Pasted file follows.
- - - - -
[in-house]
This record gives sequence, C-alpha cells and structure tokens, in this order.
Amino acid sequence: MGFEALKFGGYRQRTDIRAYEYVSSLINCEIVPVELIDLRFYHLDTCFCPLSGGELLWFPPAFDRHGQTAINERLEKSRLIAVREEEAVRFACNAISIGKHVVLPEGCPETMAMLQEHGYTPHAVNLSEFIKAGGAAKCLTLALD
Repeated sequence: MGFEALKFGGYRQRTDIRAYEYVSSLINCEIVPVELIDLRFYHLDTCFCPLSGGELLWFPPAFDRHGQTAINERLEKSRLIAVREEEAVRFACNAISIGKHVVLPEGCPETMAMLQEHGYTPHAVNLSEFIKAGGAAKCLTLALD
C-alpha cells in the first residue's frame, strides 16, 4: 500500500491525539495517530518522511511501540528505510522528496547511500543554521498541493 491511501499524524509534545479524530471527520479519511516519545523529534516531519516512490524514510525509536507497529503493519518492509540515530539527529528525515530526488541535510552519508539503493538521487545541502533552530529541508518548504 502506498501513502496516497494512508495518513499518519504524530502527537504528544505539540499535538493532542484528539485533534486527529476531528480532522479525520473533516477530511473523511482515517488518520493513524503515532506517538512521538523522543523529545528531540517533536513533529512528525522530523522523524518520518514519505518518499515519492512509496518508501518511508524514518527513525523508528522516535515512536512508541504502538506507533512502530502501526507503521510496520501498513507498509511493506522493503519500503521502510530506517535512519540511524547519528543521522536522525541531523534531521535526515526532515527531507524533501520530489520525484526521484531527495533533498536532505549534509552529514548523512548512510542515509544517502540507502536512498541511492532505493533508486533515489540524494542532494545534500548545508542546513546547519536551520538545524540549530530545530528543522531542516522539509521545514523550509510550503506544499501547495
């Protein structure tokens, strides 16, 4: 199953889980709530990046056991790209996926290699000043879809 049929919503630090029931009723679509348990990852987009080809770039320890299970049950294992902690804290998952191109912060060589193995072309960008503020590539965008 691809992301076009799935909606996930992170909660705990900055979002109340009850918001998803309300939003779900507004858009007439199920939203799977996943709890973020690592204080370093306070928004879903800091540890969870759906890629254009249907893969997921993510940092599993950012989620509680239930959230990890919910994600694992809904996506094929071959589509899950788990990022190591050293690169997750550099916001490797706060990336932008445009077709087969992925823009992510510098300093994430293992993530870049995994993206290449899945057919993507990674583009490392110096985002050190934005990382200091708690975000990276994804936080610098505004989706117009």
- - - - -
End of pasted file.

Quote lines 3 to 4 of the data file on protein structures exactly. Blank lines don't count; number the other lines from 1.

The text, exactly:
Amino acid sequence: MGFEALKFGGYRQRTDIRAYEYVSSLINCEIVPVELIDLRFYHLDTCFCPLSGGELLWFPPAFDRHGQTAINERLEKSRLIAVREEEAVRFACNAISIGKHVVLPEGCPETMAMLQEHGYTPHAVNLSEFIKAGGAAKCLTLALD
Repeated sequence: MGFEALKFGGYRQRTDIRAYEYVSSLINCEIVPVELIDLRFYHLDTCFCPLSGGELLWFPPAFDRHGQTAINERLEKSRLIAVREEEAVRFACNAISIGKHVVLPEGCPETMAMLQEHGYTPHAVNLSEFIKAGGAAKCLTLALD